Oct 25, 2008

Posted by in Uncategorized | 1 Comment

Don’t Be Sorry; Be Accountable

There are few phrases that ring more hollow than the words, “I’m sorry.”  Don’t agree?  Imagine your friend borrows your car and returns it with a tremendous dent.  He of course, looks sheepish and says, “I’m sorry.”  Are you feeling any better?  I don’t think so.  Let’s put the shoe on the other foot.  You just went out with a woman that you know your friend was pining for. Big time.  It went well. Really well.  You brag about it to everyone else but tell your buddy you are sorry.  Are you really? 

The phrase has become this universal get out of jail free card when in fact all it is in abdication of responsibility.  Now don’t misunderstand where I am coming from.  I am not telling you not to feel bad when you screw up.  When you screw up, it should burn.  In my mind, when you do or say something wrong and it hurts someone else, it is inexcusable and rightfully it should tear at your insides.  So, shouldn’t you say you’re sorry?  Only if you want to marginalize your relationship with the person you just wronged and cheapen the impact of your intentional action.  The time for “I’m sorry” is when you inadvertently step on someone’s toe or bump into someone on line and spill coffee on them.  But it should stop there.  If you intended to do what you did, own it.  If your actions were the result of your oversight and carelessness, clean it up.

Hurt happens in the moment.  In real time, to real people.   Cleaning it up is not an intellectual exercise that gets remedied by explaining either it or you away.

Revenge is visceral and the Sicilians had it right when they said it is a meal best served cold.  My advice is to do everything in your power to avoid having to pay the bill for that meal.

So how do you do that?  As much as I’d like to think of myself as enlightened, every now and then I succumb to dark thoughts.  Tthere are times when my thoughts fall victim to stereotyping.  If I am in Disneyworld or some supermarket and I see an obese person trolling around on one those motorized carts, my thought process will lapse into a less than flattering synopsis about how they got there.  I can give lots of examples where I think things that I am not too proud of.  Does that make me evil, a bad person?  That is somebody else’s call.  I do however believe what it does make me is human.  I think we all are.  We are all capable of acts of incredible stupidity or worse gross insensitivity.   And in those moments, it has been my experience that merely saying, “I’m sorry.”  is never enough.  Nor is whipping out my resume of prior good deeds.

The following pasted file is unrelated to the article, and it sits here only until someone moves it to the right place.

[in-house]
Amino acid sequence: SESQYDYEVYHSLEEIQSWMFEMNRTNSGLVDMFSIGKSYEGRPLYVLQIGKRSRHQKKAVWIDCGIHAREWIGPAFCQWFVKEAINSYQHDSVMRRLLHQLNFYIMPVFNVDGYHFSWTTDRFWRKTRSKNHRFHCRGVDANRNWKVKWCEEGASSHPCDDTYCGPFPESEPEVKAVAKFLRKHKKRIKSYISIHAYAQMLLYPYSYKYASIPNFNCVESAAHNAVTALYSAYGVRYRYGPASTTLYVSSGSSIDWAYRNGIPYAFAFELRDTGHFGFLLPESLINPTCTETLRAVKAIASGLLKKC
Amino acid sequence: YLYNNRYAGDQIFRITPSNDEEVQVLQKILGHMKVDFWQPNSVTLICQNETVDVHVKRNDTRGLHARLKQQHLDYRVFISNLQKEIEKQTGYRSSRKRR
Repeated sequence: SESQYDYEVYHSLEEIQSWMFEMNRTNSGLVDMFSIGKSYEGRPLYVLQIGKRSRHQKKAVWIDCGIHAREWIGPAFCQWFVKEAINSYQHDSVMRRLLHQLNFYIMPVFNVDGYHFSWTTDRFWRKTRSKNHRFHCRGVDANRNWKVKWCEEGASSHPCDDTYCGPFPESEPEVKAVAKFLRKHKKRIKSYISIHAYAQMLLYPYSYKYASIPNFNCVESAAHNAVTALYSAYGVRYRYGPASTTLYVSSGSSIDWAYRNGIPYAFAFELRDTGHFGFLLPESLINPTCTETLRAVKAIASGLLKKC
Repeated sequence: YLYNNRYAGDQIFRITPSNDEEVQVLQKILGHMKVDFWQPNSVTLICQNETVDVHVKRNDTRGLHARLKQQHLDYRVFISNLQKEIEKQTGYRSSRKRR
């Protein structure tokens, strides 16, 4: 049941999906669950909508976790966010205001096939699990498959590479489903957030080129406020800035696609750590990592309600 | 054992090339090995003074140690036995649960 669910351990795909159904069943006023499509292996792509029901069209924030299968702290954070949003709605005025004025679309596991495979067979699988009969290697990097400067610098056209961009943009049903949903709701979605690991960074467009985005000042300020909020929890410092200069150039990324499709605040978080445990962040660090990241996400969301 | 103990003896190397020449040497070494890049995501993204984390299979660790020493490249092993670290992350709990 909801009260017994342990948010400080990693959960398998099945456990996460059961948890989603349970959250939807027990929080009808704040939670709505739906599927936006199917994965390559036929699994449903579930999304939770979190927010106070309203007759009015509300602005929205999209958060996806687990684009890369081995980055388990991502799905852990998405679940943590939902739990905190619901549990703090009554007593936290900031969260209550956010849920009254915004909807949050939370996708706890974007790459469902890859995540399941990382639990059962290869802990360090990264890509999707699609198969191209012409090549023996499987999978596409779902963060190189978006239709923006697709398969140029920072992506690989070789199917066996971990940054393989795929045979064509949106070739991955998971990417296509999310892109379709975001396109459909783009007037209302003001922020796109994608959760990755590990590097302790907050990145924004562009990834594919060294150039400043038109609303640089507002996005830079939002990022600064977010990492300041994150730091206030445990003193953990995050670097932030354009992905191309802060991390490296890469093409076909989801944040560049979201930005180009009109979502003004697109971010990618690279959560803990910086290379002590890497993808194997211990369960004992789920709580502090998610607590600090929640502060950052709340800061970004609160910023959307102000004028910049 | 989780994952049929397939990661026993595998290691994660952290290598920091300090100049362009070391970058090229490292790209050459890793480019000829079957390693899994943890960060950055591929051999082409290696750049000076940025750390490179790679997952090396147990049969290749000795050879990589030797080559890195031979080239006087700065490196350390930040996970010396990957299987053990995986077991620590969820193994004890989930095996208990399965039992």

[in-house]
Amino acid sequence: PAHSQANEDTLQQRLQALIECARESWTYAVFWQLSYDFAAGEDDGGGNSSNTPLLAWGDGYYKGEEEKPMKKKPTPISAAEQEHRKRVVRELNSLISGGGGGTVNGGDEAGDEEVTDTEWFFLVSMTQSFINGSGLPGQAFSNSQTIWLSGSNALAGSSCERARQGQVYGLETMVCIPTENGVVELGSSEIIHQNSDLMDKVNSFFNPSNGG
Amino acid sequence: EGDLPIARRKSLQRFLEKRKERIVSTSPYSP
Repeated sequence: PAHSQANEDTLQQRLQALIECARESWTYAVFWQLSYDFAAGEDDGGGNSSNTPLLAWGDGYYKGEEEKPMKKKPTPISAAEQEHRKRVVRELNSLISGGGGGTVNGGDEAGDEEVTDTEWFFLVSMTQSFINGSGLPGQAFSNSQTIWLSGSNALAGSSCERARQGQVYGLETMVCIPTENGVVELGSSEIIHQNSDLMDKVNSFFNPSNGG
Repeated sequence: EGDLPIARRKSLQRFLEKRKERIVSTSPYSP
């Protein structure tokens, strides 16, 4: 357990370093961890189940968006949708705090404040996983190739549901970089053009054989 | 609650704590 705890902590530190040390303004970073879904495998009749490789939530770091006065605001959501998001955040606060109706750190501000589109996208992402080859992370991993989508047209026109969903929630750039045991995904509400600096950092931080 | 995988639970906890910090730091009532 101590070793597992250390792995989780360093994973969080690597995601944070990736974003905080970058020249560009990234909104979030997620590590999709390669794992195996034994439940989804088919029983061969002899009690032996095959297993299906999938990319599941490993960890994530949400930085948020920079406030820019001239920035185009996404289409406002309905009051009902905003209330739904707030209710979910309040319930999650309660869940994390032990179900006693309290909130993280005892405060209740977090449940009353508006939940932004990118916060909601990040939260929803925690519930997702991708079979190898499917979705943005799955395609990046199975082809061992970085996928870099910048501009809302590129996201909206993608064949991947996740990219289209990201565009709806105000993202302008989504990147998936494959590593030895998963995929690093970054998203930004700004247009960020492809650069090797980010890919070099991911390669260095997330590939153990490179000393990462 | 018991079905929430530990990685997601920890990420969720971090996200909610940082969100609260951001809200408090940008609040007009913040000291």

So what do I do?  First, I try very hard not to say or do those stupid things again and I never try to justify or minimize them.   Ever.  What I do when I really screw up is to make a point of understanding how the lapse occurred and to try to figure my degree of accountability in the break down.  I have found that understanding what happened and committing to take action to ensure the mistake does not happen again goes a lot further than a blanket apology.  Even more powerful, especially in a relationship that really means something to me is having the balls to look the person I offended in the eye and I tell them that I am sorry for having let them down or hurting them. Not for the words or actions – because if I said it or did it some part of me meant to — but for the result. You can’t take back the words or erase the deeds but you can embrace and be accountable for the result.  Now, I will cop to the fact that this is not easy.  It takes practice.  Looking someone in the eye in and of itself is not easy, let alone when you know you did something wrong.  But you can get there with some practice and resolve.

            So is conceding that “I feel your pain” enough?  No, it is just the start.  The magic is in what comes after.  It is in taking personal accountability for the results.  It is in saying, “I want to make this right by you”.   The most empowering statement you can make is to ask “what do you need me to do to make this right?”  It is probably the scariest offer you can make.  Because in that moment, you are giving away your trust, not your power but your trust.